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| Last Updated: 11/12/2019

Upcoming Event

Past Event

World Hepatitis Day - 28th July

 

Viral hepatitis B and C affect 325 million people worldwide causing 1.4 million deaths a year. It is the second major killer infectious disease after tuberculosis, and 9 times more people are infected with hepatitis than HIV. Hepatitis is preventable, treatable, and in the case of hepatitis C, curable. However, over 80% of people living with hepatitis are lacking prevention, testing and treatment services.

During World Hepatitis Day 2019 campaign, WHO is urging all countries and partners to promote the theme “Invest in eliminating hepatitis”. WHO will release new estimates for additional investments needed to achieve globally agreed hepatitis elimination goals by 2030, in the context of the universal health coverage. The host country for World Hepatitis Day 2019 is Pakistan. The global events will be held in Islamabad, Pakistan on 27-28 July 2019.

Hepatitis A is a liver disease caused by the hepatitis A virus (HAV). The virus is primarily spread when an uninfected (and unvaccinated) person ingests food or water that is contaminated with the faces of an infected person. The disease is closely associated with unsafe water or food, inadequate sanitation, poor personal hygiene and oral-anal sex.

Unlike hepatitis B and C, hepatitis A does not cause chronic liver disease and is rarely fatal, but it can cause debilitating symptoms and fulminant hepatitis (acute liver failure), which is often fatal. Overall, WHO estimated that in 2016, 7 134 persons died from hepatitis A worldwide (accounting for 0.5% of the mortality due to viral hepatitis).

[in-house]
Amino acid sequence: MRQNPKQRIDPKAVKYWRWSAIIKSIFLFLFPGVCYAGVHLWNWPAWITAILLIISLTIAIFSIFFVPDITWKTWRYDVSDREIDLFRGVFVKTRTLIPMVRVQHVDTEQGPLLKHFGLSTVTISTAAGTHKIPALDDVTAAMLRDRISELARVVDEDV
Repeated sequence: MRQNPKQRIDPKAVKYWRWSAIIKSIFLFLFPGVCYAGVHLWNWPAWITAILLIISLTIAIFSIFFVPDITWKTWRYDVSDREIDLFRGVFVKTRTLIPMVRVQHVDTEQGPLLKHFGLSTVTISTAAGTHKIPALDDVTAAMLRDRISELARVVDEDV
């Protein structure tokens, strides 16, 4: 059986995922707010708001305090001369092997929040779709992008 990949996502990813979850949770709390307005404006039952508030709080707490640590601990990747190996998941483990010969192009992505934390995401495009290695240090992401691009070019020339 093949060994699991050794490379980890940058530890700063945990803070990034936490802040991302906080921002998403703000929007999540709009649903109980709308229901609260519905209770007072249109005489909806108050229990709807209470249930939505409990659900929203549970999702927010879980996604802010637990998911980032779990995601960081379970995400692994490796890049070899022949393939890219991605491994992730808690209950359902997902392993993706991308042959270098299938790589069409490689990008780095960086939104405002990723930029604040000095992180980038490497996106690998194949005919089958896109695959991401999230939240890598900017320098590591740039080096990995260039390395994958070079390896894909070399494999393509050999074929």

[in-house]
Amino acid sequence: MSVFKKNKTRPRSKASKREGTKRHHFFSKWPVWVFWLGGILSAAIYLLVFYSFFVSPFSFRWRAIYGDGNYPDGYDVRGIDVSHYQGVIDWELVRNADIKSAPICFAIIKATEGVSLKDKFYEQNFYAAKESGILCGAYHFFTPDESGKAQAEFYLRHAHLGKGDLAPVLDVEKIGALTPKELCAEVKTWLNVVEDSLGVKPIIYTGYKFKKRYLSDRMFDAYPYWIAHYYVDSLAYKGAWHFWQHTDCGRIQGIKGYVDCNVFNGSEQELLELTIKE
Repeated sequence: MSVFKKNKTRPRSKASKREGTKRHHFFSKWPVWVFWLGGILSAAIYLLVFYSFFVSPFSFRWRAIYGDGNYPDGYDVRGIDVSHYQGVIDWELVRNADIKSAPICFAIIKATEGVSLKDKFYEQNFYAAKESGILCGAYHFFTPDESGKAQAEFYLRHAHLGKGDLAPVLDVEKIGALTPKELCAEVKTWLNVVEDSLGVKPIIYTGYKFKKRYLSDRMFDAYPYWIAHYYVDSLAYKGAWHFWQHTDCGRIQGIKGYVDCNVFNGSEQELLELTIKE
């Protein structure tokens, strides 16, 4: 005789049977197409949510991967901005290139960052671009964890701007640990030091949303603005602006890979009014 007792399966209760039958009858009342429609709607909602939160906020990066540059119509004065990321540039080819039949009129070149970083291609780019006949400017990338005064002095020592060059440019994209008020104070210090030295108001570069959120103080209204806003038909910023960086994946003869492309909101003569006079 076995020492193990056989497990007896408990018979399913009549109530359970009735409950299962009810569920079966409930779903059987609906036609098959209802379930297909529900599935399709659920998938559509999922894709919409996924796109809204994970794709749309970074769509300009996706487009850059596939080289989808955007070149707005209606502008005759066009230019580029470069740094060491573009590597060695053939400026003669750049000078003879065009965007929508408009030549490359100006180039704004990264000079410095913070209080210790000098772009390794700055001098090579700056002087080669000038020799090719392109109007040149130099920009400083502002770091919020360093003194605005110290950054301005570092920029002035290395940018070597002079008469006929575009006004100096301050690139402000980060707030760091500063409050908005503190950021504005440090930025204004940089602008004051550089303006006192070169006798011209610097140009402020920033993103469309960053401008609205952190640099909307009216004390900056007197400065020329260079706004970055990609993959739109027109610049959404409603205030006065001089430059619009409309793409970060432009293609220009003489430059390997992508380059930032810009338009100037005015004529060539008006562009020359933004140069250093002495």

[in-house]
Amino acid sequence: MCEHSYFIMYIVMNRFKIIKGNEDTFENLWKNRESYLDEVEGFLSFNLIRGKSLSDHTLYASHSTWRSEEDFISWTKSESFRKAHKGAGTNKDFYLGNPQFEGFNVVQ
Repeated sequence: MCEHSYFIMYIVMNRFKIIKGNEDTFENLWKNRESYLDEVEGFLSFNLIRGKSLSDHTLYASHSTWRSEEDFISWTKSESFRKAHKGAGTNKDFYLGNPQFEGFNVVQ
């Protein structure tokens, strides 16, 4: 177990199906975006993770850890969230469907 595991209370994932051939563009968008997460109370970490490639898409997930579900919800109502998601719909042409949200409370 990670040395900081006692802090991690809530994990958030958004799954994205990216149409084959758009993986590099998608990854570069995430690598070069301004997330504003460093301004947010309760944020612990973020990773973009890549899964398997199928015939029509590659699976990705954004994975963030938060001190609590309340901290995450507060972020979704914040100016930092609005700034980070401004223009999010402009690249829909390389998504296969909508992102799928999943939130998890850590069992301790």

Hepatitis A occurs sporadically and in epidemics worldwide, with a tendency for cyclic recurrences. The hepatitis A virus is one of the most frequent causes of foodborne infection. Epidemics related to contaminated food or water can erupt explosively, such as the epidemic in Shanghai in 1988 that affected about 300 000 people1. They can be also prolonged, affecting communities for months through person-to-person transmission. Hepatitis A viruses persist in the environment and can withstand food-production processes routinely used to inactivate and/or control bacterial pathogens.

During World Hepatitis Day 2019 campaign, WHO is urging all countries and partners to promote the theme “Invest in eliminating hepatitis”. WHO will release new estimates for additional investments needed to achieve globally agreed hepatitis elimination goals by 2030, in the context of the universal health coverage. The host country for World Hepatitis Day 2019 is Pakistan. The global events will be held in Islamabad, Pakistan on 27-28 July 2019.

Key facts

•   Hepatitis A is a viral liver disease that can cause mild to severe illness.

•   The hepatitis A virus (HAV) is transmitted through ingestion of contaminated food and water or through direct contact with an infectious person.

•  Almost everyone recovers fully from hepatitis A with a lifelong immunity. However, a very small proportion of people infected with hepatitis A could die from fulminate hepatitis.

• WHO estimates that hepatitis A caused approximately 7 134 deaths in 2016 (accounting for 0.5% of the mortality due to viral hepatitis).

• The risk of hepatitis A infection is associated with a lack of safe water, and poor sanitation and hygiene (such as dirty hands).

•  In countries where the risk of infection from food or water is low, there are outbreaks among men who have sex with men (MSM) and persons who inject drugs (PWIDs).

• Epidemics can be prolonged and cause substantial economic loss.

• A safe and effective vaccine is available to prevent hepatitis A.

•  Safe water supply, food safety, improved sanitation, hand washing and the hepatitis A vaccine are the most effective ways to combat the disease. Persons at high risk, such as travelers to countries with high levels of infection, MSM and PWIDs can get vaccinated.

Read More: https://www.who.int/campaigns/world-hepatitis-day/2019